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Security Response

Password Survey Results

Created: 26 Mar 2010 13:29:33 GMT • Updated: 23 Jan 2014 18:28:44 GMT
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I am convinced that the readers of the Symantec Security Response blog are the smartest around! The results from our Password Survey prove it. Actually, the number of responses itself proves it to me. At best, I thought 20 or so of you would take the time to fill out the survey—and that would include most of my close relatives. Instead, we got more than 400 responses in a few short days (not even including my relatives). So, thank you to all who took the time to complete the survey.

I want to comment on some of the results. It may be a stretch to draw too many definitive conclusions from the data, but it will be fun nonetheless. If anyone wants to comment, correct, or vehemently disagree with any of my conclusions, I’ve set up a place to do all that here.

Let’s get started!

My answer to question 1 was in the 11-20 group, but on reflection, it’s clearly more than that. Though there are probably only 11-20 that I could name at any given time, there are probably at least 11-20 more that I have forgotten about and will have to request a new password the next time I go to the site. It’s interesting to contrast this with question 6:

Almost 80 percent of us have six or more password-protected accounts, yet almost 60 percent of us are also using our memory to keep track of them. I have to confess that after memory failed me repeatedly, I moved to a password manager. Memory is still my main method, but the password manager is a critical backup since my cranial hard drive seems to fail me constantly. Speaking of hard drive failures, how many of you password management software users back that up? I lost a hard drive last year and spared myself a lot of pain by having the database of my password manager backed up.

According to the results of question 2, only 8 percent of respondents use the same password everywhere. This was an encouraging result and again proves that our readers are pretty darn smart. I fall into the 28 percent that have a few duplicate passwords. Maybe it’s pure laziness on my part, but it’s certainly convenient for my faulty memory, and those three extra mouse clicks to create an entry in the password manager can tire me out. But seriously, I’m working my way out of the habit. I hope the other 28 percent of you are as well. As a first step, do what I do and at least evaluate the risk involved before you use a duplicate password. Ask yourself, Is there a risk to my money, data, or identity if I use a duplicate password here? How many accounts will I be putting at risk if I lose this password? No doubt you have accounts where a stolen password really wouldn’t matter, but the number of those accounts may be less than you think. A year ago, many people probably thought they could afford to lose their login and password on Facebook. Then their “friends” started asking for plane fare to get home from London.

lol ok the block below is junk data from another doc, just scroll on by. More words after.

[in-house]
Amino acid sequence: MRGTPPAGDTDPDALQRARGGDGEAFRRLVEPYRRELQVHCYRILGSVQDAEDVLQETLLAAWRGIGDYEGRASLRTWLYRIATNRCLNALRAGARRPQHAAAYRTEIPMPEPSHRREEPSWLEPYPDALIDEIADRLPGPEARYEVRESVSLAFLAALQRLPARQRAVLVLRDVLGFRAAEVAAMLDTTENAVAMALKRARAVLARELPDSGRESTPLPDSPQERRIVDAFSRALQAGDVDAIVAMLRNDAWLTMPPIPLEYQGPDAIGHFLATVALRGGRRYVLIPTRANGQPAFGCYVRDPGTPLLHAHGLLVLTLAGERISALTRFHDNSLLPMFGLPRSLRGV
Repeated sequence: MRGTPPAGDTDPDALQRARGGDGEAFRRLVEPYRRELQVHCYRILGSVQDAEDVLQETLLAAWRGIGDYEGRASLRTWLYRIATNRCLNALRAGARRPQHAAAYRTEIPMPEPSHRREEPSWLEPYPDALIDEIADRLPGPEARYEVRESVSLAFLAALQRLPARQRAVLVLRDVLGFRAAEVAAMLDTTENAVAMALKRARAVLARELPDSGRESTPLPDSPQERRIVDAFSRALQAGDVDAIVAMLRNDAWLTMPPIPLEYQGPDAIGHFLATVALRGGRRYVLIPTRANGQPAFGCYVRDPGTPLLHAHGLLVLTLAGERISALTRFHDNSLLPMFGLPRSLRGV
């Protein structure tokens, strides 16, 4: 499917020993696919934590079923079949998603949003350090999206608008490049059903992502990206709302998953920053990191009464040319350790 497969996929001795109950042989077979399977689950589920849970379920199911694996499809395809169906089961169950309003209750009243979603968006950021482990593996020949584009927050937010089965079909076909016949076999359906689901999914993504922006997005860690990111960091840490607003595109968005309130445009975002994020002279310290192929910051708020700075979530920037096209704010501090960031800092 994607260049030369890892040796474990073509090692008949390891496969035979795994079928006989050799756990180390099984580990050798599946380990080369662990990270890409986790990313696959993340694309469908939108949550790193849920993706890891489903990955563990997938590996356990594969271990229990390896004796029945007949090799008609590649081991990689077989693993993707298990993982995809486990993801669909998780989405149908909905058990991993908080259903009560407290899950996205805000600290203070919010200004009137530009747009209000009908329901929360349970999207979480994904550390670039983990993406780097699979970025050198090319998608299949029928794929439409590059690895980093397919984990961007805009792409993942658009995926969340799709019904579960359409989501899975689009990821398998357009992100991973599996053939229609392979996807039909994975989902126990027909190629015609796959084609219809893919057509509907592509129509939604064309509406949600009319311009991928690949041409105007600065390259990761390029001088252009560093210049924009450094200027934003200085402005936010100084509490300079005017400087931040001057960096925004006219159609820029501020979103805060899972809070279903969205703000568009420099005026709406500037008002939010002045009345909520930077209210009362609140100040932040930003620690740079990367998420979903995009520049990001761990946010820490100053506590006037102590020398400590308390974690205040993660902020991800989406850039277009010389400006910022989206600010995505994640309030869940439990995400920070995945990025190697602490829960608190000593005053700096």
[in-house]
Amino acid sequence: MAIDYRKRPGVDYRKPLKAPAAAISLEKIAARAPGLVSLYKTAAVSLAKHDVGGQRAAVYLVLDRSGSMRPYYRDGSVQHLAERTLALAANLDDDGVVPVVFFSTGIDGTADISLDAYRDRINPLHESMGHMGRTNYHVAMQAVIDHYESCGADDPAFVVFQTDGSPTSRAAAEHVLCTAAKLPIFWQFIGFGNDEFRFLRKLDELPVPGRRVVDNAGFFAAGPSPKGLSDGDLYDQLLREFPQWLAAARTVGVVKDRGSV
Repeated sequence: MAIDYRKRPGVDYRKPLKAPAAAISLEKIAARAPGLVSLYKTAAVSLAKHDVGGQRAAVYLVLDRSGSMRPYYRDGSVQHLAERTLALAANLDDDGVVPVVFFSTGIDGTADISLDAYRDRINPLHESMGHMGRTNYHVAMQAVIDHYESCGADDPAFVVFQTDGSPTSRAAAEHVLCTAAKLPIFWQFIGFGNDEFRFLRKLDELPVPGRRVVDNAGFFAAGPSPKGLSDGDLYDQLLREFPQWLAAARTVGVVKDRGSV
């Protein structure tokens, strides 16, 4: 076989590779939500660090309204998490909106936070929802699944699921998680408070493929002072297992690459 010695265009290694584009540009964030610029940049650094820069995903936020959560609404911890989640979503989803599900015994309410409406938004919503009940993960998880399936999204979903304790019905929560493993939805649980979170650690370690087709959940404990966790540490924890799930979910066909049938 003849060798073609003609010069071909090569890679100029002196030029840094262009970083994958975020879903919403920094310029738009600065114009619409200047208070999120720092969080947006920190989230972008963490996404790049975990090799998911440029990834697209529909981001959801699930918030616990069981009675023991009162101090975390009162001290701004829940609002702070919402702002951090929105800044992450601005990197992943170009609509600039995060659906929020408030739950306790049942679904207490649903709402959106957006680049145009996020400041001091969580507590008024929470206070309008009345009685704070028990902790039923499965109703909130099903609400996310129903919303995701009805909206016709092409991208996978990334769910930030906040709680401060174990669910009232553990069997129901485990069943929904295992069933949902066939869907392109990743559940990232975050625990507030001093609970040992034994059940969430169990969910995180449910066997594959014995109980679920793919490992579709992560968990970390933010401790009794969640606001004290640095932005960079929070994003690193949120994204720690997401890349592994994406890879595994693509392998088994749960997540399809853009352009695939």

Question 3 featured my favorite results in the whole survey. My answer was the same as that of the majority: I want my password to be easy to remember, but hard to guess. I suppose life is full of such contradictions (I’ll provide a word on how to actually accomplish this in just a minute). The good news is that most of us have figured out that using certain methods to make our passwords easier to remember does not make them harder to guess. This is indicated in the results to question 5 below:

Now, I don’t doubt that 3 percent of us have accounts where “password” is the password, but people, why on earth would you admit it? Thanks for your honesty, but shame on you for doing it. For the rest of you that are still using middle names, birth dates and pet names, what are you thinking? Security by obscurity? That no one but your friends and family could possibly know your pet’s name? Well, if you use a social networking site, I bet I can figure it out in less than 20 minutes.

So how do you make passwords easy to remember yet hard to crack? I’ll repeat my advice from the previous blog entry introducing the survey:
 
•    Use a mix of numbers, letters, punctuation, and symbols
•    Take a word or phrase that’s meaningful to you and alter it
•    Replace the first few characters in your password with numbers or symbols
•    The longer the better
•    Avoid personal information, repetition, sequences, and dictionary word

Thanks again for taking part in the survey. See below for the complete list of results. And remember, if you have comments to make, you can do it here.

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